Experiential gifts: easier for parents, better for students
How experiences create social and academic benefits.
It’s early November, and we all know what that means: it’s time to start shopping for those “perfect” gifts and figure out how to get it all delivered and wrapped on time. After a year and a half of disrupted schedules and living off Amazon deliveries, you can be forgiven if you don’t want to spend your holiday collecting more “things” that will get stuck somewhere in the broken supply chain until they eventually pile up in your house.
There’s only so much good that stuff can do anyway. Meanwhile, studies are increasingly showing that experiential gift-giving, rather than material gift-giving, has neurological benefits that help students academically and socially. So why not skip the shipping delays altogether this year, and invest in experiences?
One of the primary benefits of experiential gifts is that experiences are more emotionally evocative than simple items. Cassie Mogilner, an associate professor at the UCLA Anderson School of Management, has been researching how relationships between a gift giver and recipient are affected. “Often the focus is only on whether someone likes a gift rather than focusing on a fundamental objective of gift-giving, and that is fostering relationships between giver and recipient.”¹ Sure, a handful of new games is exciting when a kid opens them, but the excitement can be fleeting. Experiences and personal growth bring more lasting happiness than objects; the memories of a concert are often more treasured than the $75 hoodie being sold at the door.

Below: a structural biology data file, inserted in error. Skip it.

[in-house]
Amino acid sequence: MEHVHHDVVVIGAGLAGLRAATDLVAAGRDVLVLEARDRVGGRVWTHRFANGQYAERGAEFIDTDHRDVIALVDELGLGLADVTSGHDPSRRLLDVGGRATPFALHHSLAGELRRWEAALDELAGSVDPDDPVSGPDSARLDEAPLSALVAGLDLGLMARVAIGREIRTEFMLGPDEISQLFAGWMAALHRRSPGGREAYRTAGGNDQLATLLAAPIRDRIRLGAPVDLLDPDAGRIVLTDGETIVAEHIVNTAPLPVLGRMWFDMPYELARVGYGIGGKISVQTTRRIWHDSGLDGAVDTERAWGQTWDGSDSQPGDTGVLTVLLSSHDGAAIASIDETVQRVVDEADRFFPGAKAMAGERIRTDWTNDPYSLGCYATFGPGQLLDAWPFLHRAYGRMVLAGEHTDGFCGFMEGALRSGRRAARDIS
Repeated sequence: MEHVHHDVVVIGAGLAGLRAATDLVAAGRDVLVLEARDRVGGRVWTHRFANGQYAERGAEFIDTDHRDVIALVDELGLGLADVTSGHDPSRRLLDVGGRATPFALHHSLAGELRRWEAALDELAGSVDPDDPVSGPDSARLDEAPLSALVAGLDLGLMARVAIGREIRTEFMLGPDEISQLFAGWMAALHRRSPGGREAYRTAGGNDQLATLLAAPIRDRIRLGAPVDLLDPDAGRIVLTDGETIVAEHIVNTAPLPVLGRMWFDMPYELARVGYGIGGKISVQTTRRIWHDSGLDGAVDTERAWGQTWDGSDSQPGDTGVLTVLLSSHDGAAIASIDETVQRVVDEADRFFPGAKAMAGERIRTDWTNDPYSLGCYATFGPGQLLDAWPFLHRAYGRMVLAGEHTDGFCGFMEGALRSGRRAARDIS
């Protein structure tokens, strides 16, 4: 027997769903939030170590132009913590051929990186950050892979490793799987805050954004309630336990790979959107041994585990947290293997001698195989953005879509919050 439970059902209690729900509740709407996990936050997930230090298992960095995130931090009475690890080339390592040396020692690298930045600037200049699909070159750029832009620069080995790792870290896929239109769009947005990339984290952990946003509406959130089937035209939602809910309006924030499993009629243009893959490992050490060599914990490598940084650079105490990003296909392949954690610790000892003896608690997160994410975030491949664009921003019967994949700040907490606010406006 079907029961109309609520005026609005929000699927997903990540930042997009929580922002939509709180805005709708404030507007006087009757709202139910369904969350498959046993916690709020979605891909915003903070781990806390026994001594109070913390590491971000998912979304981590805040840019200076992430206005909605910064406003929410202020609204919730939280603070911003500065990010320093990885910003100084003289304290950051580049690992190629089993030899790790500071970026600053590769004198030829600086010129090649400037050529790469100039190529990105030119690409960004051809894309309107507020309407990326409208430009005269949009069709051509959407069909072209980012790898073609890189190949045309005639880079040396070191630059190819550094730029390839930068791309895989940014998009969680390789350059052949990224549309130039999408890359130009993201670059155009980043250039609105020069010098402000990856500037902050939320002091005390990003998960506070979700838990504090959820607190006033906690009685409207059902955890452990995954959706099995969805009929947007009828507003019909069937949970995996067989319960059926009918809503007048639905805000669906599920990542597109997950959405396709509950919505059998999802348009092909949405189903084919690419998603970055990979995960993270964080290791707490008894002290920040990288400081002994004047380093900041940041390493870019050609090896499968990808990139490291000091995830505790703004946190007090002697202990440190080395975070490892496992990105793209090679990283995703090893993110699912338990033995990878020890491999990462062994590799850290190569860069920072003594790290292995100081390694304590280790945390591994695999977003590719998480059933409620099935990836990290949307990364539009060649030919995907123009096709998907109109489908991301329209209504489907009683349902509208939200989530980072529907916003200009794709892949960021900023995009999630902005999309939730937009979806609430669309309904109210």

There’s another reason that experiences tend to lead to more happiness than traditional gifts: it’s harder to compare! Cornell psychology professor Thomas Gilovich also studies the benefits of experiential purchases. He asserts that “experiences tend to make people happier because they are less likely to measure the value of their experiences by comparing them to those of others.”
This is a concept pretty near to Applerouth’s heart. So many students are overwhelmed by comparing their test scores and academics that our tutors make sure to focus on and celebrate the growth of an individual. But there’s a more direct reason we at Applerouth are on the Experiential Gift Express — experiences are good for your brain!
A 2020 study aimed to investigate the effects of gift exchange on cognitive performance and brain activity.² They found that the social benefits that result from receiving a gift lead not only to increases in brain function but also to growth in “frontal regions that are the most implicated in social, prosocial, and cooperative mechanisms.” In short, receiving a gift while working on a difficult task (such as surviving high school) can strengthen emotional connection and appreciation and help fuel the brain to make new connections!
Perhaps the best part for us parents and guardians who work so hard to make the holidays special: experiential gifts can help build your connection with your student. Cassie Mogilner says “when recipients receive an experience, regardless of whether they share in that experience with the gift giver, they feel more connected to the gift giver as a result of it, compared to receiving a material gift.” You don’t need to be at every tutoring session or day of summer camp with your child for them to know that you believed and invested in them. “The thing,” according to Mogilner, “… is the emotion that gets evoked when you’re consuming the gift. It’s beyond the emotion you feel during the gift exchange.” The confidence your child will feel after achieving their academic goals is a gift with lifelong value.
So why not go for something that will benefit you and your student alike this year, and slip an experiential gift into the mix?
If you’re looking for an experiential academic gift, Applerouth’s BEST private test prep deal of the year starts Monday, November 22. During this busy time of year it’s kind of hard to argue with a special deal that provides long-term value – no shipping or wrapping paper required!
¹ University of Toronto. “There’s a science to gift giving: experiences are better than material items.” ScienceDaily. ScienceDaily, 15 December 2016. <www.sciencedaily.com/releases/2016/12/161215143300.htm>.
² Balconi, M., Fronda, G. The “gift effect” on functional brain connectivity. Inter-brain synchronization when prosocial behavior is in action. Sci Rep 10, 5394 (2020). https://doi.org/10.1038/s41598-020-62421-0